Petitioners have not satisfied their burden of proof regarding the alleged loan repayments. At trial, petitioner and the named individual debtors who allegedly made the repayments testified generally regarding the alleged loans. Neither the loans nor the alleged repayments thereof were documented. The loans were purportedly made with cash, and each of the loan repayments that petitioner alleges he received was purportedly received in cash. At the time of the alleged loans, no written promissory notes were exchanged. Neither petitioner nor the alleged debtors produced any records, personal notes, or other documentation that reflect the loans, the loan balances, or any repayments. Likewise, the records of petitioners bank deposits that were offered into evidence do not substantiate receipt of the alleged repayments. Petitioner and petitioners' witnesses were only able to give general approximations of how much was allegedly received by petitioners in each year. The loan repayments that allegedly were received by petitioner in 1986 and 1987 have not been adequately established.
On the evidence before us and for purposes of the substantive tax adjustments at issue in this case, we conclude that petitioners have not established that during 1986 and 1987 they received nontaxable income from repayments of loans.
Petitioners also claim that they received from their daughter, Maria, nontaxable repayments with respect to educational expenses that petitioners allegedly advanced to Maria. Neither petitioners nor Maria, however, produced any records or canceled checks that verify the amount of funds that Maria allegedly repaid to petitioners. Without written records to corroborate the testimony and without more specific testimony as to the exact amounts received in each year, we conclude that petitioners have not met their burden of proof as to this alleged nontaxable source of income.
As to the alleged nontaxable income received from insurance proceeds resulting from the automobile accidents and the sale of automobile parts and nontaxable insurance proceeds from an automobile accident, petitioners have not provided any credible documentation to verify either the receipt of additional insurance proceeds or the sale of automobile parts. Accordingly, we conclude that petitioners have failed to prove by a preponderance of the evidence the receipt during 1986 or 1987, of these two alleged nontaxable sources of income.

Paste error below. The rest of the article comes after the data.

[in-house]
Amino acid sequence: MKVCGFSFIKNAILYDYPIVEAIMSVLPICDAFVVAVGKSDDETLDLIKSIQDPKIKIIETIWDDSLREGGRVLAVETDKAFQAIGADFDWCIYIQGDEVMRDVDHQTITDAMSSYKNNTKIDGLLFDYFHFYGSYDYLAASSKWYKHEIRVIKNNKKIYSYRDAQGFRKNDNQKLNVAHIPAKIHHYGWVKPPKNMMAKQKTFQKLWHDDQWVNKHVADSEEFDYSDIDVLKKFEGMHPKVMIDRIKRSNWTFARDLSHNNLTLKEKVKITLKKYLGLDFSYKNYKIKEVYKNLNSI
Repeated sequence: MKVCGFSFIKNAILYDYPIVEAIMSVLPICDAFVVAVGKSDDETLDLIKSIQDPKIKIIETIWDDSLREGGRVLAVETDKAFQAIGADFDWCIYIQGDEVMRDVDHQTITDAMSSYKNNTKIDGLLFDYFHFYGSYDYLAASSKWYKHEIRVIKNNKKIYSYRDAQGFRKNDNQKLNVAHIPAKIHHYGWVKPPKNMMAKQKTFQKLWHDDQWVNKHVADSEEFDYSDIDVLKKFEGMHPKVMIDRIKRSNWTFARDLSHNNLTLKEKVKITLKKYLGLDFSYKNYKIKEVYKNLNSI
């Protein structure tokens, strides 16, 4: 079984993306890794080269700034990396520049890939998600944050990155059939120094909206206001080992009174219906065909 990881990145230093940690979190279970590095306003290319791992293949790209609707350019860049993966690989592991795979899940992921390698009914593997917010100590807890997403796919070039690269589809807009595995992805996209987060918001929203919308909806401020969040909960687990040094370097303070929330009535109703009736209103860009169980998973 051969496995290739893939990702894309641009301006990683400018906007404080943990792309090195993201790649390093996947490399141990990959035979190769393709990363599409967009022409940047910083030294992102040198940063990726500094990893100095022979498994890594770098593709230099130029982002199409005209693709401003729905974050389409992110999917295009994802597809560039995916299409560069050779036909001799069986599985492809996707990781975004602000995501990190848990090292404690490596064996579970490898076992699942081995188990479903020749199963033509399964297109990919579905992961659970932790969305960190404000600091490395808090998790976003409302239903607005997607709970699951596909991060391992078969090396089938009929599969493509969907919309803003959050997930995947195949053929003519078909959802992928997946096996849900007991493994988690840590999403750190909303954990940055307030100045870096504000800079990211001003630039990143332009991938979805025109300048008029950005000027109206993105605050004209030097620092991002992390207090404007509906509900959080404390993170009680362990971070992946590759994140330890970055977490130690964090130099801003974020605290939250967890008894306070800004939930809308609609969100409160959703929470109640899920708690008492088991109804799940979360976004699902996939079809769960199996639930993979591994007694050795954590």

In calculating petitioners' expenditures, petitioners claim that respondent overestimated the amount petitioners spent each year on food and clothing. As indicated, respondent estimated that petitioners spent $5,200 a year on food ($100 per week) and $1,000 a year on clothing. Petitioner testified at trial that his family only spent $2,600 per year on food and $500 per year on clothing. Again, no records, canceled checks, or other corroborating testimony was produced at trial that would give some indication of what petitioners' actual expenditures for food and clothing were.
We conclude that petitioners have not satisfied their burden of proving by a preponderance of the evidence that respondent's deficiency determinations were erroneous. We, therefore, sustain respondent's deficiency determinations as to petitioners' Federal income tax liability for 1986 and for 1987.
With regard to the fraud additions to tax, section 6653(b)(1)(A) provides for an addition to tax of 75 percent of the portion of the underpayment that is attributable to fraud. Additionally, section 6653(b)(1)(B) provides for an increase in the interest rate equal to 50 percent of the amount of interest payable under section 6601 on the portion of the underpayment that is attributable to fraud.